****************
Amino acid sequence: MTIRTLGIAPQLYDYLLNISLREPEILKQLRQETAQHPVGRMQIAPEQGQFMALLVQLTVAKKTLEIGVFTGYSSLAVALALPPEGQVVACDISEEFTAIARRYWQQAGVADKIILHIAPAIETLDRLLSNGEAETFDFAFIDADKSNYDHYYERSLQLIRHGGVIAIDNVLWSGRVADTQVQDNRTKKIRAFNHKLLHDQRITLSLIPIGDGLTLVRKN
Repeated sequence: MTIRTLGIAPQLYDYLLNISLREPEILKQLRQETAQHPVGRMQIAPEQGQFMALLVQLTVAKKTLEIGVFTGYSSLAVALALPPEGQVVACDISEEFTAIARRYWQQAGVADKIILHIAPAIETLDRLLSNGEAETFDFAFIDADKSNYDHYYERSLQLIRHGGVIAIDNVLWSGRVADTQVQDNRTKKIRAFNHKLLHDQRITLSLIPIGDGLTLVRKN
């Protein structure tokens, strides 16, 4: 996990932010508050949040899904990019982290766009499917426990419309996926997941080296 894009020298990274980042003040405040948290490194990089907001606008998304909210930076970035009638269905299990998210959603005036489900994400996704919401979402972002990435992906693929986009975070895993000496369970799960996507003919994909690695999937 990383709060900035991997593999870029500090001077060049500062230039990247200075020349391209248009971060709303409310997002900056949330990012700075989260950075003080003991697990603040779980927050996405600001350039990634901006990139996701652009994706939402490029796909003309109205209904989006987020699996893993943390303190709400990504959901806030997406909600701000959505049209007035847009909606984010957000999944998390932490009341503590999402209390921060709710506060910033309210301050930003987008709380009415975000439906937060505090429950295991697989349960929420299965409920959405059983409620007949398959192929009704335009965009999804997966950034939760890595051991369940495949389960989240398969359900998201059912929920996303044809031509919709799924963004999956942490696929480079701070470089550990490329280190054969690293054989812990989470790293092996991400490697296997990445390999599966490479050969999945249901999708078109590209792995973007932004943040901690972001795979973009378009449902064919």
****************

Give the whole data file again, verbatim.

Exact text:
Amino acid sequence: MTIRTLGIAPQLYDYLLNISLREPEILKQLRQETAQHPVGRMQIAPEQGQFMALLVQLTVAKKTLEIGVFTGYSSLAVALALPPEGQVVACDISEEFTAIARRYWQQAGVADKIILHIAPAIETLDRLLSNGEAETFDFAFIDADKSNYDHYYERSLQLIRHGGVIAIDNVLWSGRVADTQVQDNRTKKIRAFNHKLLHDQRITLSLIPIGDGLTLVRKN
Repeated sequence: MTIRTLGIAPQLYDYLLNISLREPEILKQLRQETAQHPVGRMQIAPEQGQFMALLVQLTVAKKTLEIGVFTGYSSLAVALALPPEGQVVACDISEEFTAIARRYWQQAGVADKIILHIAPAIETLDRLLSNGEAETFDFAFIDADKSNYDHYYERSLQLIRHGGVIAIDNVLWSGRVADTQVQDNRTKKIRAFNHKLLHDQRITLSLIPIGDGLTLVRKN
């Protein structure tokens, strides 16, 4: 996990932010508050949040899904990019982290766009499917426990419309996926997941080296 894009020298990274980042003040405040948290490194990089907001606008998304909210930076970035009638269905299990998210959603005036489900994400996704919401979402972002990435992906693929986009975070895993000496369970799960996507003919994909690695999937 990383709060900035991997593999870029500090001077060049500062230039990247200075020349391209248009971060709303409310997002900056949330990012700075989260950075003080003991697990603040779980927050996405600001350039990634901006990139996701652009994706939402490029796909003309109205209904989006987020699996893993943390303190709400990504959901806030997406909600701000959505049209007035847009909606984010957000999944998390932490009341503590999402209390921060709710506060910033309210301050930003987008709380009415975000439906937060505090429950295991697989349960929420299965409920959405059983409620007949398959192929009704335009965009999804997966950034939760890595051991369940495949389960989240398969359900998201059912929920996303044809031509919709799924963004999956942490696929480079701070470089550990490329280190054969690293054989812990989470790293092996991400490697296997990445390999599966490479050969999945249901999708078109590209792995973007932004943040901690972001795979973009378009449902064919």